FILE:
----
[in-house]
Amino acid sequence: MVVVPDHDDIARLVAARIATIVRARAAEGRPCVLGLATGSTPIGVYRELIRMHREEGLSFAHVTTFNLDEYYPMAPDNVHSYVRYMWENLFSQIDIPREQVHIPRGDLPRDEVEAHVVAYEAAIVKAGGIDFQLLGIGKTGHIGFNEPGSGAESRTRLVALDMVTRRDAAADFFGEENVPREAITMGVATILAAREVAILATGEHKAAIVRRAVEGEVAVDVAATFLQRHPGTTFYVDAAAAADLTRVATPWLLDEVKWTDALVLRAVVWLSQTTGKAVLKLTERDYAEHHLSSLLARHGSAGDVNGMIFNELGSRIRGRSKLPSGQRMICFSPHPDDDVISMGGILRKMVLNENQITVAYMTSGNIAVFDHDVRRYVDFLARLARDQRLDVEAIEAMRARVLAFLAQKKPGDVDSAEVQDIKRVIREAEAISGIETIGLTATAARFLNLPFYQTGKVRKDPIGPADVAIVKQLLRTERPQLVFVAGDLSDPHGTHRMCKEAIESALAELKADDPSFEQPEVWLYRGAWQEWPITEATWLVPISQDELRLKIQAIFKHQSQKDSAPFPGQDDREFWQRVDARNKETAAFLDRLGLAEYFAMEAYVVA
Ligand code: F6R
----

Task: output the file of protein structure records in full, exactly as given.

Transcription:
[in-house]
Amino acid sequence: MVVVPDHDDIARLVAARIATIVRARAAEGRPCVLGLATGSTPIGVYRELIRMHREEGLSFAHVTTFNLDEYYPMAPDNVHSYVRYMWENLFSQIDIPREQVHIPRGDLPRDEVEAHVVAYEAAIVKAGGIDFQLLGIGKTGHIGFNEPGSGAESRTRLVALDMVTRRDAAADFFGEENVPREAITMGVATILAAREVAILATGEHKAAIVRRAVEGEVAVDVAATFLQRHPGTTFYVDAAAAADLTRVATPWLLDEVKWTDALVLRAVVWLSQTTGKAVLKLTERDYAEHHLSSLLARHGSAGDVNGMIFNELGSRIRGRSKLPSGQRMICFSPHPDDDVISMGGILRKMVLNENQITVAYMTSGNIAVFDHDVRRYVDFLARLARDQRLDVEAIEAMRARVLAFLAQKKPGDVDSAEVQDIKRVIREAEAISGIETIGLTATAARFLNLPFYQTGKVRKDPIGPADVAIVKQLLRTERPQLVFVAGDLSDPHGTHRMCKEAIESALAELKADDPSFEQPEVWLYRGAWQEWPITEATWLVPISQDELRLKIQAIFKHQSQKDSAPFPGQDDREFWQRVDARNKETAAFLDRLGLAEYFAMEAYVVA
Ligand code: F6R